AsexualOne of the rarely talked about types of gender identity. The Asexual spectrum of the LGBTQIA+ community is a broad umbrella term for people who experience little to no sexual attraction to the same or different genders.
For most outside the community, it can be confusing and hard to grasp the scope of asexuality. Because of how its definition and termed for other sub-identities, asexuality can be misinterpreted or misunderstood.
In a simpler definition, being asexual doesn’t mean they are heartless. Asexuals may not feel sexual attraction for another person but may feel a romantic interest.
As asexuality can be defined in more ways than one. It is still a gender identity that needs to be acknowledged and educated more among members of the LGBTQIA+ community who are still exploring their own gender identities.
Other broad assumptions, pressure, or questions for the LGBTQIA+ community would be the ability of an LGBTQIA+ couple or member to have their own children and/or start a family. It puts pressure on the members that having a family is the main goal in the future instead of being able to live and love freely without judgment for their gender identity.
However, on topics of LGBTQIA+ families, there are still instances like same-gender couples raising their adoptive children. Yet children raised by LGBTQIA+ parents aren’t too different from those raised by straight parents. It is still a misconception that the uniqueness of parental roles might affect the child’s growth.
The facts remain that there is still a long way to go for our society to be aware of the diverseness of this community. But for the community, their hope for the future is that there will no longer be a closet to come out from and that everyone is allowed to express themselves without fear of ridicule or hate.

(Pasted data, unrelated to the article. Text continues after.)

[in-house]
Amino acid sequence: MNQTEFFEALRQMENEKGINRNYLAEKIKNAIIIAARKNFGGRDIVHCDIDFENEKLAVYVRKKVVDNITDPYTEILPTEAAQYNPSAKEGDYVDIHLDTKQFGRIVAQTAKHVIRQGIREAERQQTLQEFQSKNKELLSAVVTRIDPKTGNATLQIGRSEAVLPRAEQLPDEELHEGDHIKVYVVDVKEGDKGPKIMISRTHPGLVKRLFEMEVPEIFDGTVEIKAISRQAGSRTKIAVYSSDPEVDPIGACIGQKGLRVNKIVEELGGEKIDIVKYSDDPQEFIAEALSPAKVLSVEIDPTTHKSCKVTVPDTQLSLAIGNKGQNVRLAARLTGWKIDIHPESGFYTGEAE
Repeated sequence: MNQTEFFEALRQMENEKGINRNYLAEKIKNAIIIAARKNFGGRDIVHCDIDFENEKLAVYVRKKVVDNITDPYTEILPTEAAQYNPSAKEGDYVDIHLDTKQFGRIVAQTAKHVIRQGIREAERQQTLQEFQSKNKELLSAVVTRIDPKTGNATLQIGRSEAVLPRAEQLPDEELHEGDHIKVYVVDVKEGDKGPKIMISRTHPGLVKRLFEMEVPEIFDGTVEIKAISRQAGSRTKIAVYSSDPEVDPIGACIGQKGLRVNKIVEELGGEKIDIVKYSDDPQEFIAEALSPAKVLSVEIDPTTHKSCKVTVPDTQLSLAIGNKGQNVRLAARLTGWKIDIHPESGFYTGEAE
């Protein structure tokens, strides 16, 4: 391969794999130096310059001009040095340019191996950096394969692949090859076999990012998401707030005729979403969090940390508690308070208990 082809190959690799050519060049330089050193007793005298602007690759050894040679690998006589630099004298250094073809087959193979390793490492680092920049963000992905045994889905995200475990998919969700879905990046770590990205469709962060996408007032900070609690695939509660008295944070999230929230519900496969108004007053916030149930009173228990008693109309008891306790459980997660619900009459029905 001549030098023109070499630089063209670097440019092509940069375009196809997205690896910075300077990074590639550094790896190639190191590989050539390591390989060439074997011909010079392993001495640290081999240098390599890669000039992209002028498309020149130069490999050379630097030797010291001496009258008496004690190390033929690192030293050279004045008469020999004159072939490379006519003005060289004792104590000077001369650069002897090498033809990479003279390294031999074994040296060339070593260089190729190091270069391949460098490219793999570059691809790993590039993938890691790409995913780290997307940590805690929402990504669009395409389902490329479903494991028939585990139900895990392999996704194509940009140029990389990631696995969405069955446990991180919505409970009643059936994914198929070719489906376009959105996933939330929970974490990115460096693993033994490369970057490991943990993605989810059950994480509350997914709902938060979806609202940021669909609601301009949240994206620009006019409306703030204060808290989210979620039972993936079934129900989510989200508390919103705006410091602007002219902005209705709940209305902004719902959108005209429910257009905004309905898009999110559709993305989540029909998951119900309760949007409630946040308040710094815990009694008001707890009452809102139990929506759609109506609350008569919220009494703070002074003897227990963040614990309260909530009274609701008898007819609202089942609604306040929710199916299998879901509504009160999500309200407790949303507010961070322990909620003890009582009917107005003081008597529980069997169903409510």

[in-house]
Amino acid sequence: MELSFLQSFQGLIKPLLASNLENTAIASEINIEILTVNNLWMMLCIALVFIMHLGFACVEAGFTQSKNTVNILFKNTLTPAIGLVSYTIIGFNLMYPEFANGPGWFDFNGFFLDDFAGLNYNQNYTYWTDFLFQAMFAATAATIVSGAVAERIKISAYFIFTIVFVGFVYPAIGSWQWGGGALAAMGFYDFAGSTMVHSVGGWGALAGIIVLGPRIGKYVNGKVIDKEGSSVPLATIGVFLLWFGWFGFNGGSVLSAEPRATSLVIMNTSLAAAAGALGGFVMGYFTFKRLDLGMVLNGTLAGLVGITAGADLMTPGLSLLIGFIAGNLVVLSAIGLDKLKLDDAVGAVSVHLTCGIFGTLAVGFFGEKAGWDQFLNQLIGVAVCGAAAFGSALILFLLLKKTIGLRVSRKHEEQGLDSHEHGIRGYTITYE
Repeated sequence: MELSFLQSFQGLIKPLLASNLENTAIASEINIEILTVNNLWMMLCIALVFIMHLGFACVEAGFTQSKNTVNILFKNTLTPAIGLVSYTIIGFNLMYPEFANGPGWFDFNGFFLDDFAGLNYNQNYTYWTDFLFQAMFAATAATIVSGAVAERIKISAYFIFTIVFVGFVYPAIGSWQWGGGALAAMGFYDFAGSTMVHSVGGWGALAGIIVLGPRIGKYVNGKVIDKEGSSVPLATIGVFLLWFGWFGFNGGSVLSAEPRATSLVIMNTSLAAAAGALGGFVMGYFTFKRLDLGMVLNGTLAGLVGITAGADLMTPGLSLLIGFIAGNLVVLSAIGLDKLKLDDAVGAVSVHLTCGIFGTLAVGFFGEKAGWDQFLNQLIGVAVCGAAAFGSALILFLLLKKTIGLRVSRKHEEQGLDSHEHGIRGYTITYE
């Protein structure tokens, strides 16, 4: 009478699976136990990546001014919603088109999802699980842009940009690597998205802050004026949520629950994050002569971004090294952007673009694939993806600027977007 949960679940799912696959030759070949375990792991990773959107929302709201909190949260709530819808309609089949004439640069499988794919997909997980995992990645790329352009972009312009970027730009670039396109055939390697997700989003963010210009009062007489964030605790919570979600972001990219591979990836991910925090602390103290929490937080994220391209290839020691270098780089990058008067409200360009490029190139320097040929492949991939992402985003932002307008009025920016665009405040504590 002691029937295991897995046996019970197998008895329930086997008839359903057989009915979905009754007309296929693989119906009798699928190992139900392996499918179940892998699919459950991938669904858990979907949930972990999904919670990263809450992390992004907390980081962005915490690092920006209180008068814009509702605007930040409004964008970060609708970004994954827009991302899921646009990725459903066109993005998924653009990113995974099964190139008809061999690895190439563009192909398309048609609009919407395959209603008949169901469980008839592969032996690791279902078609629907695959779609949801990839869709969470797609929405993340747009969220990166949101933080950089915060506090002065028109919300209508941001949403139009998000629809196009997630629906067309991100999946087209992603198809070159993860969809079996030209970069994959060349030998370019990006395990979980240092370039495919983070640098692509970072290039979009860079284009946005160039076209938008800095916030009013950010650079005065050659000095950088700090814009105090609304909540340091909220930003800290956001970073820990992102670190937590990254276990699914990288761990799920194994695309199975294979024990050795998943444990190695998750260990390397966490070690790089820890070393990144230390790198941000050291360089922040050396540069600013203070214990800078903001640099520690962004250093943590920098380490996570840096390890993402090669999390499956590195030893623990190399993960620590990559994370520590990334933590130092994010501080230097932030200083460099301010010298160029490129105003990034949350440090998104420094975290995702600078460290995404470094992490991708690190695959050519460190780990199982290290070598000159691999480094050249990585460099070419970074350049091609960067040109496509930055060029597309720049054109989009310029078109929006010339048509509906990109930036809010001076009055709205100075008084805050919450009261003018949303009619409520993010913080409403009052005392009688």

And while these are only a small scope for the multiple gender identities under the spectrum, this is still a reminder that there is more to the community than just the seven colors of the rainbow. The LGBTQIA+ community covers every wonderful hue of colors that more people in our society need to understand and know more about.
In the last two decades, the Filipino LGBTQIA+ community has been fighting for equal opportunities for all genders by advocating the approval of the SOGIE bill. While it may seem like a small step towards supporting the community, the Philippines also has room for change and acceptance of our fellow LGBTQIA+ members. As more LGBTQIA youths are vocal online and even in our society for change and equality, our voices need to be louder and more deafening now.
This bill is not exclusively for just the LGBTQIA+ community but also for all genders. This is to stop gender-related abuse and discrimination and to allow equality to job opportunities regardless of gender.
Unpopular Demand’s Pride shirt collection is here to further boost the importance of this bill in our country. And to show our own way of support for this long fight for equality. All while giving more LGBTQIA+ members ways to be heard and seen in their versatile and gorgeous styles.
Never be apologetic for who you are because at the end of the day, HUE matter the most.